keeping up with the royals

Meghan Markle Is Still Dealing With High-Society BS

Meghan Markle.
Meghan Markle. Photo: Jeff Spicer/Getty Images

The one-year anniversary of Meghan Markle’s wedding to Prince Harry falls on May 19. To celebrate, the British magazine Tatler published a gossipy retrospective of her first royal year — and while it doesn’t reveal new information (Meghan works too much, we get it), it does shed light on the bizarre expectations the high-society set hold for her, as well as the media’s penchant for pushing forward negative rumors about the duchess.

Since Meghan’s relationship with Prince Harry was first revealed more than two years ago, she has dealt with constant attacks in the press — on her character, on her heritage (including racist coverage of her family), on her former career as an actress, on her past relationships, on her too-good work ethic (?), and so on. The attacks seem to ebb and flow — they momentarily died down around the time of her successful royal wedding, only to reach a fever pitch again months later — and ridiculous nicknames like “Duchess Difficult” are a mainstay in the tabloids.

The Tatler’s analysis of Meghan’s royal life, “One year of Meghanomania,” published online this week, amplifies some of these attacks, and gives a voice to those in British high society who refuse to accept Meghan. Kensington Palace staffers, for example, are said to have taken to calling her “Me-gain,” per the piece. “Well-informed and well-connected” outsiders (so, society people, we assume) harp on her for supposedly getting “bad advice,” and royalist courtiers apparently view her as “trouble.” The piece also points out that a “national newspaper editor” hosted a dinner party in which he openly spoke of his “guesstimate” as to how long the marriage would last.

Prince Harry and Meghan Markle on their wedding day.
Prince Harry and Meghan Markle on their wedding day. Photo: Ben Stanstall/WPA Pool/Getty Images

The report touches on a number of rumors that have been pushed forward by the tabloids, including the “drip, drip, drip of stories about aides leaving Meghan’s employ and servants being upset by her manner” and a claim that Prince Harry is not as close with his society friends anymore. But it also points out some positive rumors that have been largely ignored: that Prince Charles is very enthusiastic about his new daughter-in-law, and how Meghan helped Prince Harry and his father build a stronger relationship.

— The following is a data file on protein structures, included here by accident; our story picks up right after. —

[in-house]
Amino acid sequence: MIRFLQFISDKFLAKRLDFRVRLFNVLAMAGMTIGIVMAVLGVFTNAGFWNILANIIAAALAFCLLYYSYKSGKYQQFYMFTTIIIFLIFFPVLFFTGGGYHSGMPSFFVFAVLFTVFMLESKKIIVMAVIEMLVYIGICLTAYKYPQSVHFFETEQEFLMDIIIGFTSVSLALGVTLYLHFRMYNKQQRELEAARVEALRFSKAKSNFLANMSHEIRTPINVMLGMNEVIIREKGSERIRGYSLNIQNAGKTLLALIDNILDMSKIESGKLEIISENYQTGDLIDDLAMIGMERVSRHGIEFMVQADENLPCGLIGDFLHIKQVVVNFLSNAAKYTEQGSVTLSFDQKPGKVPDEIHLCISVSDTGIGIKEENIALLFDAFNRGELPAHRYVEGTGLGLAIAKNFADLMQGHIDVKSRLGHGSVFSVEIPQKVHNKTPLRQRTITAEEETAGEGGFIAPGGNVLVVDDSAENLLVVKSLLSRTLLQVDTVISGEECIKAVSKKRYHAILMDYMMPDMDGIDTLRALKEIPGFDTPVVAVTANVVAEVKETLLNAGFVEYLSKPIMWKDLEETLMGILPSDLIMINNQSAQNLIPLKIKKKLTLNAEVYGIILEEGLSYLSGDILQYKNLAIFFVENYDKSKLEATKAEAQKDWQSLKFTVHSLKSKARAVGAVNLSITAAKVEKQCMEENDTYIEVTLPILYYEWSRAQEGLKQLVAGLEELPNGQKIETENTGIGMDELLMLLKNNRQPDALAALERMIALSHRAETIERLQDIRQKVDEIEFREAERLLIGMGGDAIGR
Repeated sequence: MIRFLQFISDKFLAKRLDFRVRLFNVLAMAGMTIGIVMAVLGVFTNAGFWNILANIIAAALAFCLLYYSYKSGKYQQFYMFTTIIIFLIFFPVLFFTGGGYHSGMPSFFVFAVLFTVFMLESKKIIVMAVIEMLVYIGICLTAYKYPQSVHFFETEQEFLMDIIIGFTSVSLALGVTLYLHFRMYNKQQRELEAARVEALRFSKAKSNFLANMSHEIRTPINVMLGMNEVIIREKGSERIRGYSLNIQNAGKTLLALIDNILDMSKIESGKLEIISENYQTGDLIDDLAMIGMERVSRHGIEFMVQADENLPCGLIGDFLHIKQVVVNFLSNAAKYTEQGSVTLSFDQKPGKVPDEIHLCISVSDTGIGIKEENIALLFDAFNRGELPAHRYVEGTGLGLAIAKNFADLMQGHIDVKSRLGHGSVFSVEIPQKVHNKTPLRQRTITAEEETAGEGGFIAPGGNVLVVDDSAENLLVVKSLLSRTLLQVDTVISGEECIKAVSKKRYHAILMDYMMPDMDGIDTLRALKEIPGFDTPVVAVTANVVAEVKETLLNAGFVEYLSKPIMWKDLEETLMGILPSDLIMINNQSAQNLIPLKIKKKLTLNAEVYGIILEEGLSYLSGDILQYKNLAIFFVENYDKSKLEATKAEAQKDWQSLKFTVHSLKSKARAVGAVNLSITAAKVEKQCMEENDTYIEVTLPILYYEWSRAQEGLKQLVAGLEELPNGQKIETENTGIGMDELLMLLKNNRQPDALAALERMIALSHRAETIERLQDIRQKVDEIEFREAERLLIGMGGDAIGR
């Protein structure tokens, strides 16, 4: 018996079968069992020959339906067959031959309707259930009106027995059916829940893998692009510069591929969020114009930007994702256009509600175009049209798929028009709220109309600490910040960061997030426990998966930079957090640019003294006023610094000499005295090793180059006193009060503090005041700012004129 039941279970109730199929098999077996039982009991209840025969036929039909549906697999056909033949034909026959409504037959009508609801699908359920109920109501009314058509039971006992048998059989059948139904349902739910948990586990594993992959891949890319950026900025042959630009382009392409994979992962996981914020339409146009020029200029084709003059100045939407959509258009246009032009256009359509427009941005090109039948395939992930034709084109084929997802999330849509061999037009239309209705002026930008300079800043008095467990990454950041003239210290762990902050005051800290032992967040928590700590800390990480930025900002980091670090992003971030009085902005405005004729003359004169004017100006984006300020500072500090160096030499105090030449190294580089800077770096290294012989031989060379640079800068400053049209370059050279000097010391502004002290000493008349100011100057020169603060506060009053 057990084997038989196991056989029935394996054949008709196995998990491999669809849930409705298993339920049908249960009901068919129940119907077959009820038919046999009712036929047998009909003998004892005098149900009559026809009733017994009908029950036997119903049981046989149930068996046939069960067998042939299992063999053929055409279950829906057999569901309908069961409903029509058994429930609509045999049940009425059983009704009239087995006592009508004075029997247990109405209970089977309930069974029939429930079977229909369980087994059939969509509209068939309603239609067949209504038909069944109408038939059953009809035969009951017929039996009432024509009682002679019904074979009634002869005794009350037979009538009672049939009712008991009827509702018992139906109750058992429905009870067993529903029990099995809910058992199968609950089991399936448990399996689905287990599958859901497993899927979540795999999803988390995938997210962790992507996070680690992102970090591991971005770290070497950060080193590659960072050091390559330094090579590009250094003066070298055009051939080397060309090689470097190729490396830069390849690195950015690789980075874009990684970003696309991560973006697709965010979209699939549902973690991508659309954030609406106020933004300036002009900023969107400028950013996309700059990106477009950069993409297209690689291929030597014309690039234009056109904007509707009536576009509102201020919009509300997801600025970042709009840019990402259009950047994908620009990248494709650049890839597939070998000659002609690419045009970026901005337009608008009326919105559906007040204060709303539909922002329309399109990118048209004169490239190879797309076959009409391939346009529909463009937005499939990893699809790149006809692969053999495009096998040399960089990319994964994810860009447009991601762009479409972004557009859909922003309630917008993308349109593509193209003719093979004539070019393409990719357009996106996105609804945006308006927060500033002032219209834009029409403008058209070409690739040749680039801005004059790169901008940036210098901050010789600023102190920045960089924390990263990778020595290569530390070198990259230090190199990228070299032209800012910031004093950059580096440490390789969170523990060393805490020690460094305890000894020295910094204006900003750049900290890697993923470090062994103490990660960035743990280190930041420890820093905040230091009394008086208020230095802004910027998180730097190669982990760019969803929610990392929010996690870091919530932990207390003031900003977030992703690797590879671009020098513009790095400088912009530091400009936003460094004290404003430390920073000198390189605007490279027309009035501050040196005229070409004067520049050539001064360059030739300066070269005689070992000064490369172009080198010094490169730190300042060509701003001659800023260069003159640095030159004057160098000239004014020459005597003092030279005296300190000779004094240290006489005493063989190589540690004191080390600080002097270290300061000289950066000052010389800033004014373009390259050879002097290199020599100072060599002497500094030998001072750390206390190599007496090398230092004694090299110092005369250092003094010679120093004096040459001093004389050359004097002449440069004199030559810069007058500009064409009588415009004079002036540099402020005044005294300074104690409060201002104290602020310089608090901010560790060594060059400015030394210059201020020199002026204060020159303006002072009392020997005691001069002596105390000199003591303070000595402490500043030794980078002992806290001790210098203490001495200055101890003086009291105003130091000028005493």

It’s been two and a half years of nonstop attacks in the press on everything about Meghan that sets her apart from those born into the stodgy British high-society set. And this Tatler piece goes to show that rather than accepting the fact that Meghan is helping to usher the monarchy into the modern era, some people in and around the palace will simply never be okay with her. To an outsider, it may be perplexing as to why they wouldn’t be thrilled for the addition of someone helping to keep the royal family relevant, but this is how things work in the palace.

The Tatler points out that royal courtiers — the people holding positions in the palace — tend to be “more royalist than the king himself,” meaning they’re arguably less willing to embrace change or progress. This all harkens to a point that gossip maven Lainey Lui has made repeatedly in her ongoing analysis of coverage of Meghan: It seems to be the courtiers and those around them, rather than the royal family itself, who cannot accept Meghan and thus continue to criticize her in a tabloid press that’s only too eager to try to take her down.

As Lui wrote on LaineyGossip on Tuesday, “That’s the politics of being royal: often the trouble isn’t with the actual royals themselves but with the courtiers, the staff … who are the gatekeepers of what is and isn’t ‘royal’.”

Meghan Markle Is Still Dealing With High-Society BS